Listening as a Bridge

Ken Burgess

I just discovered something very powerful. No, I didn’t discover a supplement that allows you to run a 1 minute mile, nor did I discover some supplement that allows you to live to be 200 years old. Nothing like that.

I discovered something very powerful for the Writer. Us word people who jab at keyboards when most people are in the bed. Nothing incredibly ground breaking to the extent of helping a Writer get words on the page just by thinking of them, nor have I discovered the ability to simply clap your hands three times and a Bestseller appears out of thin air. No. Nothing like that. But what fun would that be? As writers, we embrace the struggle, right? Yeah!

During one of my writing sessions, I discovered that my listening ability has the capacity to expand and open up other senses like smell, taste, touch and sight. Four senses for the price of one. Can’t beat that.

That day I wasn’t working on anything special. I wasn’t looking for anything. I was simply writing an exchange of dialogue when all of a sudden I smelled the breath of one of my characters. Yes. I did. One of my characters was yelling “Better get out of my face!” and at that moment, as if I was right there next to him, I smelled beer and the lasagna dish he had earlier that day. And right after I smelled it, I wrote “And Charles pulled his head away from the heavy stench of Beer and lasagna.”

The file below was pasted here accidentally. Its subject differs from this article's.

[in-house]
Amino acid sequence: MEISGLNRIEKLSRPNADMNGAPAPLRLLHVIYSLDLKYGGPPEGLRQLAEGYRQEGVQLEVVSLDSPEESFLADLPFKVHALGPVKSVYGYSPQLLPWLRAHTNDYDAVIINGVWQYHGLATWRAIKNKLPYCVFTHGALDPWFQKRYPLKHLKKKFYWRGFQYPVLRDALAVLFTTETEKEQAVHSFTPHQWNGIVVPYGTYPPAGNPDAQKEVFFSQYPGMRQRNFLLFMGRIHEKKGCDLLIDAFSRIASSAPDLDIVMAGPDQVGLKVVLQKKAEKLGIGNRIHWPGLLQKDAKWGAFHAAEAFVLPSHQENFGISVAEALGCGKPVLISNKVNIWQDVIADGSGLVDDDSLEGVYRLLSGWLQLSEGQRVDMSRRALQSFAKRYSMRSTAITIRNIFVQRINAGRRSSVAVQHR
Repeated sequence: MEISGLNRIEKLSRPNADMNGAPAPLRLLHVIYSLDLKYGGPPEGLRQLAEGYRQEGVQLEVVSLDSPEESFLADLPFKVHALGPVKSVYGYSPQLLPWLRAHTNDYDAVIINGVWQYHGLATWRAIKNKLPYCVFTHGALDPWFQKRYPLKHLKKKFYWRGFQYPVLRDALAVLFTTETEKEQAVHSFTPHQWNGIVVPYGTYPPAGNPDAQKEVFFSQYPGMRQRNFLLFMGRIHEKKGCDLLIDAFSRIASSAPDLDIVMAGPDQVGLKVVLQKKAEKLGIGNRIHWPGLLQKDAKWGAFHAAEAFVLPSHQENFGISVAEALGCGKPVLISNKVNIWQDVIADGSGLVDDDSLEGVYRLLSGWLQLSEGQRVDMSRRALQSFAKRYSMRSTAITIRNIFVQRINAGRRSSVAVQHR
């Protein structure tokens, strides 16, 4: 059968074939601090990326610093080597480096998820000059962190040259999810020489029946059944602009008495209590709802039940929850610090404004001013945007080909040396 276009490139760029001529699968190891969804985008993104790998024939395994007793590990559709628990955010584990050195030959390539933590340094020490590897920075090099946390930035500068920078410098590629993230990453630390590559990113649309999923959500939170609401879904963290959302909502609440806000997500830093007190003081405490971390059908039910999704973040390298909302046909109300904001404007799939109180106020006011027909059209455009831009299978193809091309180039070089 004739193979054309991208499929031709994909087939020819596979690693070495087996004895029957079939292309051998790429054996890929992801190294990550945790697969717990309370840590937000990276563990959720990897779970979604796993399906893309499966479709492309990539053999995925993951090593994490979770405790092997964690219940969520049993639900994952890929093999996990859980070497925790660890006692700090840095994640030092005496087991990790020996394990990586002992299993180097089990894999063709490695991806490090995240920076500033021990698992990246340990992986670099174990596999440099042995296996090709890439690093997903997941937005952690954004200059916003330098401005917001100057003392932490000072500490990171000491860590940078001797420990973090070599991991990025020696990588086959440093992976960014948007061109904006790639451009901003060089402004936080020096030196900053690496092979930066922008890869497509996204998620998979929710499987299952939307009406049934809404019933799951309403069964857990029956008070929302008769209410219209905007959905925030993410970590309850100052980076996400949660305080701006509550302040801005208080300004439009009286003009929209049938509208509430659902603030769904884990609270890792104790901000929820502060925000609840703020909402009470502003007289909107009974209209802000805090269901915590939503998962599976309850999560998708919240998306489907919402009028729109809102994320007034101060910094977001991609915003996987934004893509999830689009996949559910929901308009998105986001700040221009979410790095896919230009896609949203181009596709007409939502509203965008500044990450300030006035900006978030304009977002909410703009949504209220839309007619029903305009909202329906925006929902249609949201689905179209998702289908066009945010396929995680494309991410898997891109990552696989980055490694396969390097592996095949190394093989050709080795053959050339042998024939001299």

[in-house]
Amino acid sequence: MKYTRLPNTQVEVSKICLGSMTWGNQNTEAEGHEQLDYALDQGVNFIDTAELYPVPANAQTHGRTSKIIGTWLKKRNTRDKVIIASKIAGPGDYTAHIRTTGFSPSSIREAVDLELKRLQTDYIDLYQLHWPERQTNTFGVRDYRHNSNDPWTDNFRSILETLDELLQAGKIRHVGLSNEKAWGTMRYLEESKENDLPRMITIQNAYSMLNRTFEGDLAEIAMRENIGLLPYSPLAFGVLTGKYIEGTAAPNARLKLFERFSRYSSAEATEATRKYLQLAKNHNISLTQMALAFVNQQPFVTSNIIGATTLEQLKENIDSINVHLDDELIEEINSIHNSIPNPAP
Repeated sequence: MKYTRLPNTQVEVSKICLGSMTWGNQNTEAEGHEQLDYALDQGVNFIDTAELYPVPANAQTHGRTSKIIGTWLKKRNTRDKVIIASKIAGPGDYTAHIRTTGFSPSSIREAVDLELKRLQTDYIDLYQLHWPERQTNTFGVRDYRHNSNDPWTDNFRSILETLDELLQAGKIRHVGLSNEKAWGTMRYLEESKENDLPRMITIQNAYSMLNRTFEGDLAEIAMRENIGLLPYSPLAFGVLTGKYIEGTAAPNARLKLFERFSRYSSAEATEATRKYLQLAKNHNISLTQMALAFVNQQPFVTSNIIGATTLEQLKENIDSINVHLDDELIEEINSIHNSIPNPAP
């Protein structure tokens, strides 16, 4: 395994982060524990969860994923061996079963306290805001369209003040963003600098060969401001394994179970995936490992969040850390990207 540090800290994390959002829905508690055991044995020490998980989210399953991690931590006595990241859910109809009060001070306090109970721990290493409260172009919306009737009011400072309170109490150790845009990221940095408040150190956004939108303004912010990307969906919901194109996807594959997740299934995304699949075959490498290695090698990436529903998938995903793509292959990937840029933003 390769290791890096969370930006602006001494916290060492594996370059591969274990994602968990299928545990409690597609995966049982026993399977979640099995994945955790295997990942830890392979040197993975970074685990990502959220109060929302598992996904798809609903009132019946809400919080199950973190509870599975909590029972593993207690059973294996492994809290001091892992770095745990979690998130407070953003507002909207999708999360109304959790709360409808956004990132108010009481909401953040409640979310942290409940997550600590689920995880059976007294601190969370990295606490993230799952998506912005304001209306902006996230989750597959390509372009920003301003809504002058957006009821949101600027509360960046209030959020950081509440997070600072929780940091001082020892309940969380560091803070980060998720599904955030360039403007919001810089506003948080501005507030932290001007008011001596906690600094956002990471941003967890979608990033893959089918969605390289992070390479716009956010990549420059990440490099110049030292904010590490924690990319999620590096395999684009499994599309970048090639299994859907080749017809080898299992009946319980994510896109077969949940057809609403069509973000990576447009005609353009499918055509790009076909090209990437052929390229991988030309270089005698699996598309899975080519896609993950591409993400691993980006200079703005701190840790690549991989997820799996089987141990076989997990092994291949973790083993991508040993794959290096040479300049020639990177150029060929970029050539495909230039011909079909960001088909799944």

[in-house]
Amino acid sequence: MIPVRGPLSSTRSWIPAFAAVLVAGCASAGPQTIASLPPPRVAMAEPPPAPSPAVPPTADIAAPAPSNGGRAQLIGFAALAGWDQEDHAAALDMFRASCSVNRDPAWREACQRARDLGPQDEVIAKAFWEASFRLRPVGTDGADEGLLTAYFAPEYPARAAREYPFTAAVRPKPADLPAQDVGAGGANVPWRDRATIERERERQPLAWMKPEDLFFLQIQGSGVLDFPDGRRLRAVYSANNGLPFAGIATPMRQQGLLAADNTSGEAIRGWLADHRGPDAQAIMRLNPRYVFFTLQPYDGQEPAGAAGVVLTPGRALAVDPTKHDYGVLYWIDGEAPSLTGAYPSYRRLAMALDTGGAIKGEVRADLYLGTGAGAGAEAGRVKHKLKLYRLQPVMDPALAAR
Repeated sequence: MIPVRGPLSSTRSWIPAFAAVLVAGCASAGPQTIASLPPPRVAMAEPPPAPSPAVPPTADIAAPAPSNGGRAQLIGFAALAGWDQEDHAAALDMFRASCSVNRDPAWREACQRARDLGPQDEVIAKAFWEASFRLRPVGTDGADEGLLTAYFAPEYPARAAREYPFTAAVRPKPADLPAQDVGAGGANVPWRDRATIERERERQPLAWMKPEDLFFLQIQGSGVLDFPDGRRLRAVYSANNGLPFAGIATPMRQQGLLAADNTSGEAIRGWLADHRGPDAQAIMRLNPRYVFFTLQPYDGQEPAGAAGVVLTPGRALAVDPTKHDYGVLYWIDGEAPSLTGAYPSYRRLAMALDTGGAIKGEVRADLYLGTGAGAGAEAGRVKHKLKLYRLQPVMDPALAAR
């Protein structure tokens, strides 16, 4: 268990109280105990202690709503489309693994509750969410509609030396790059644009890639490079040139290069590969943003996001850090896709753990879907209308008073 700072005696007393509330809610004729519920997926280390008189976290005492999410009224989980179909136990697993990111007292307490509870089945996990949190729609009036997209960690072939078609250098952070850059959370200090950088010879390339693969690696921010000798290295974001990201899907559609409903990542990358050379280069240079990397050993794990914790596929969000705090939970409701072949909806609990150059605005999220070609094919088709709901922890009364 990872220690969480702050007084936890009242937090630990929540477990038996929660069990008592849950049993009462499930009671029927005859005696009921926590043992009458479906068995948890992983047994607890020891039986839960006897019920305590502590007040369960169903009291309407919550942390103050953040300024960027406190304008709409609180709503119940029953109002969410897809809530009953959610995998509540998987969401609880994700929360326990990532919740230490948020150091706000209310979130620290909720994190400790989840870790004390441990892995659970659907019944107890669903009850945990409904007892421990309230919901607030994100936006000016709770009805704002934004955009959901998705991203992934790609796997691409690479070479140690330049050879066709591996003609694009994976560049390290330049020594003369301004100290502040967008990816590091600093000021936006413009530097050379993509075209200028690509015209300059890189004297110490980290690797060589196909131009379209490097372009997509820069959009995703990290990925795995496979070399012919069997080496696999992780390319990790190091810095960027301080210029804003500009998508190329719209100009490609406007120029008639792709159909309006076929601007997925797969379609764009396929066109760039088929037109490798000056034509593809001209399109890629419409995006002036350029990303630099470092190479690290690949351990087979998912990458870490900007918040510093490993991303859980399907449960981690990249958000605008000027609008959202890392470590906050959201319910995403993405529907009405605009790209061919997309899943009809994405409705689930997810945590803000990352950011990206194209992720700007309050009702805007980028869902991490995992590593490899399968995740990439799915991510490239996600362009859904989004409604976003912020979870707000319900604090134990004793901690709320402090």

In that moment, I used my strength in hearing as a bridge to improve my sense of smell. I wasn’t satisfied so I wrote another piece of dialogue “Make me get out of your face,” and what came to me was the image of tight fists and clenched jaws. You see what I was able to do? From my sense of sound came images. It was amazing.

In other words, this discovery comes in handy in cases when four of the five senses are weak. Some writers are stronger visually and weak on the other senses. Some writers have strong hearing and weak on the others. Some writers have a strong sense of smell and weaker on the other senses. The strongest sense can serve as a bridge to the others.

Overall, working on your listening skills can enhance receptivity to the other sense areas (touch, smell, sight, taste):

Just by imagining my hand run over the top of an oak desk, I can smell the pine cleaner. Even deeper, I can smell the saw dust the day it was made. In the other direction when I imagine smelling the saw dust, I can see the wood shavings covering the slab of wood, I can hear the saw cutting into new wood, I can smell the oak. Working with one sense, aids in the access and unlocking/release of others.

Ken Burgess

Written by

Aspiring Novelist | USC Trojan | Working on my current novel: The Identity Thief

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